Apart from increasing the risk of respiratory problems and other life-threatening conditions, a recent study has found that air pollution may also be a threat to your kidneys.
A University of Michigan study has highlighted the lesser-known connection.
"Similar to smoking, air pollution contains harmful toxins that can directly affect the kidneys," said Jennifer Bragg-Gresham, the study's lead author.
"Kidneys have a large volume of blood flowing through them, and if anything harms the circulatory system, the kidneys will be the first to sense those effects."
People with diabetes, obesity, high blood pressure or heart disease are at increased risk of developing chronic kidney disease (CKD). Which is why high-risk patients who live in heavily populated or polluted areas should recognise the danger and take precautions, Bragg-Gresham said.
The study's co-author, Rajiv Saran, a Michigan Medicine nephrologist, said, "If you look at areas that are heavily polluted versus areas that are less polluted, you will find more chronic kidney disease."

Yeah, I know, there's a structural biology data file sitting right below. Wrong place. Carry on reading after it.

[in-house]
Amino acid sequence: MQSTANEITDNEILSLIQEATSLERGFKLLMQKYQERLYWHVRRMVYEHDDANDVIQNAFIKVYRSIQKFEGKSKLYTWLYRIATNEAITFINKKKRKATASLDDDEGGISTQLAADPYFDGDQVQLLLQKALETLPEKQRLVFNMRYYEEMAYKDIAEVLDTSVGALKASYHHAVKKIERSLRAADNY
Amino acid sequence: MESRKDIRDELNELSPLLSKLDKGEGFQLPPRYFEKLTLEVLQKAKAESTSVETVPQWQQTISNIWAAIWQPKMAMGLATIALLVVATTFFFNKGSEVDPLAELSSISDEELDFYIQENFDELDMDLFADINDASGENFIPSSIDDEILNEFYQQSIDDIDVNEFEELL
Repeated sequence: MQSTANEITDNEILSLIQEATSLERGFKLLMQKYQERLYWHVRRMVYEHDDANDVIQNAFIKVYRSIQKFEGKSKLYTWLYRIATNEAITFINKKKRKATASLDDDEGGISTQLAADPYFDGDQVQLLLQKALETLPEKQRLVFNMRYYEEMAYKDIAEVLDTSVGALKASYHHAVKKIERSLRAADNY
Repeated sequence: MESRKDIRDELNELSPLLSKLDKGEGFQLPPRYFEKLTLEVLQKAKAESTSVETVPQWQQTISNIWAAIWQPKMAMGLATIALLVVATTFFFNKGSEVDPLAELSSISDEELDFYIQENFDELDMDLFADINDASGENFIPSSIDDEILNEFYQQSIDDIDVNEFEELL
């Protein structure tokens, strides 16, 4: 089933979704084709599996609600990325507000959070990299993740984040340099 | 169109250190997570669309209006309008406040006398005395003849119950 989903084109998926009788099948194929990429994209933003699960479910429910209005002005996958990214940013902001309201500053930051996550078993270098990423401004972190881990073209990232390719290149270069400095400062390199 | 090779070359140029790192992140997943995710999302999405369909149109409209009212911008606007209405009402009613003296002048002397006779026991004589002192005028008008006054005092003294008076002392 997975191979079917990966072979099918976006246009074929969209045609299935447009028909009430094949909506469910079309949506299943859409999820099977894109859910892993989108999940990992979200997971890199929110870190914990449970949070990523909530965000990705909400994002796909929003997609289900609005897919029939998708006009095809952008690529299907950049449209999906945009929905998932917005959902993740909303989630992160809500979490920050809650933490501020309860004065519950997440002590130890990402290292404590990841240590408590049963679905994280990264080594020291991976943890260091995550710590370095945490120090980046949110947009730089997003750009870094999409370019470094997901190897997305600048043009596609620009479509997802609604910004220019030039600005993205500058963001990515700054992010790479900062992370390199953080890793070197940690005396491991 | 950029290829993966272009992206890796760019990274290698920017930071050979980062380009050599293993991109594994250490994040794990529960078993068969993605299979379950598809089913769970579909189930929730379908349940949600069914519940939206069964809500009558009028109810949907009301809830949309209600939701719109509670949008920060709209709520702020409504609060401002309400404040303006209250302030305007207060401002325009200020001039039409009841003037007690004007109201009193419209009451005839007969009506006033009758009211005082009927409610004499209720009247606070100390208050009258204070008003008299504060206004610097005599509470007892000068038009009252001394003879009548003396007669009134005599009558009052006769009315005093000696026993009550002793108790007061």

People with CKD have an eightfold increased risk of cardiovascular mortality.
"What this means for the countries with a higher particulate matter, or PM2.5, is significantly higher odds of CKD," said Bragg-Gresham.
"In heavily polluted areas, consider wearing masks that cover your nose and mouth, limit hours outside and limit long hours commuting to work in high traffic as well," Saran said, adding that the risk should be taken seriously.
"Many people don't see the seriousness of air pollution because it isn't something visible, but that doesn't mean it's any less important for your health."
The study has been published in the journal PLOS ONE.